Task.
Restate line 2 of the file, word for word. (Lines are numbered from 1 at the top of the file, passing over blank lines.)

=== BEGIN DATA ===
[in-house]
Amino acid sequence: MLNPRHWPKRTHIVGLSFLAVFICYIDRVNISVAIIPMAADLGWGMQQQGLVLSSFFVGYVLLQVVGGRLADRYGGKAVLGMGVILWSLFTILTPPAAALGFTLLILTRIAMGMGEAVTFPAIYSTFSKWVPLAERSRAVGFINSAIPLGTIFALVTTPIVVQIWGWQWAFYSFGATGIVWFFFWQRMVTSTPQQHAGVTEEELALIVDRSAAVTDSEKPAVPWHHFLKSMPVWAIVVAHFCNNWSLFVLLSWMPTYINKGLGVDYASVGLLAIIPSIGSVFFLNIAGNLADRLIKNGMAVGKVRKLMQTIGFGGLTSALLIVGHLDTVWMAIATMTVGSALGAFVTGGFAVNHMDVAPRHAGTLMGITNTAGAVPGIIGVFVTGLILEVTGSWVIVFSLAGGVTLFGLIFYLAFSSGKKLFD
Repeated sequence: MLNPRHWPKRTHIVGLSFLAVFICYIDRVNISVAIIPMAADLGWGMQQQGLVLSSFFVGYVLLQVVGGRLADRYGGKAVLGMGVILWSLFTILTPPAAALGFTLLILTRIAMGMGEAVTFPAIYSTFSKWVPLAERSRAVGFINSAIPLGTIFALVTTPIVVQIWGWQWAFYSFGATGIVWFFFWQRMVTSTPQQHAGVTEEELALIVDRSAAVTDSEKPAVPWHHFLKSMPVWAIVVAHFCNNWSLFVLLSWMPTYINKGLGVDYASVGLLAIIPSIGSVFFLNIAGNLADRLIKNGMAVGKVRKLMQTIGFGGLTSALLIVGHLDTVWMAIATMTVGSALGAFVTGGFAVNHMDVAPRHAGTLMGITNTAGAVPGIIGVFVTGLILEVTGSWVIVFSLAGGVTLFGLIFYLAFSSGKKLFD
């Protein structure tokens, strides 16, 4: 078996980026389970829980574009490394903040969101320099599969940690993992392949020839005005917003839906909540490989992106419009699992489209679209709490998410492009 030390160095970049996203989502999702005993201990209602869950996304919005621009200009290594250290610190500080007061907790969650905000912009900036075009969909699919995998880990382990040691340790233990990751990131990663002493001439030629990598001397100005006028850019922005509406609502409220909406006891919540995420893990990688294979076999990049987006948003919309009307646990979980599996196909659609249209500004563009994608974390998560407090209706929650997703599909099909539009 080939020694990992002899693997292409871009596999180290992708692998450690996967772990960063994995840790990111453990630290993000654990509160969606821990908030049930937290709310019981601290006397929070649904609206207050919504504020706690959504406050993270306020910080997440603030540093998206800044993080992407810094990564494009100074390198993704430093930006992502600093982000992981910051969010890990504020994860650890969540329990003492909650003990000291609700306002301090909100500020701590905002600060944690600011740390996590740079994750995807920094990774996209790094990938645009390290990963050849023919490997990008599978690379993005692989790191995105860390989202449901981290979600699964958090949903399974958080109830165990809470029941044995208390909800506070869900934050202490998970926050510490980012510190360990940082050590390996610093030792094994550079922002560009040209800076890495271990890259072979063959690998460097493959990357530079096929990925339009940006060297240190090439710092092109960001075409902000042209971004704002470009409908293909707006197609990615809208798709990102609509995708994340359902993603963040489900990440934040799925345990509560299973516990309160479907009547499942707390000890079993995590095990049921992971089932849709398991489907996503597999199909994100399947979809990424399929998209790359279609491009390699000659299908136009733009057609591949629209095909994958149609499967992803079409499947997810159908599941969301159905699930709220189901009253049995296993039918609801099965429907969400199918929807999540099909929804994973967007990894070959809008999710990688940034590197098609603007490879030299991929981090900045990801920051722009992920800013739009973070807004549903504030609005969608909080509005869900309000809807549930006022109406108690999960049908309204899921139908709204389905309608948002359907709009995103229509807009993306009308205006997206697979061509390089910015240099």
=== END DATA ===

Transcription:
Amino acid sequence: MLNPRHWPKRTHIVGLSFLAVFICYIDRVNISVAIIPMAADLGWGMQQQGLVLSSFFVGYVLLQVVGGRLADRYGGKAVLGMGVILWSLFTILTPPAAALGFTLLILTRIAMGMGEAVTFPAIYSTFSKWVPLAERSRAVGFINSAIPLGTIFALVTTPIVVQIWGWQWAFYSFGATGIVWFFFWQRMVTSTPQQHAGVTEEELALIVDRSAAVTDSEKPAVPWHHFLKSMPVWAIVVAHFCNNWSLFVLLSWMPTYINKGLGVDYASVGLLAIIPSIGSVFFLNIAGNLADRLIKNGMAVGKVRKLMQTIGFGGLTSALLIVGHLDTVWMAIATMTVGSALGAFVTGGFAVNHMDVAPRHAGTLMGITNTAGAVPGIIGVFVTGLILEVTGSWVIVFSLAGGVTLFGLIFYLAFSSGKKLFD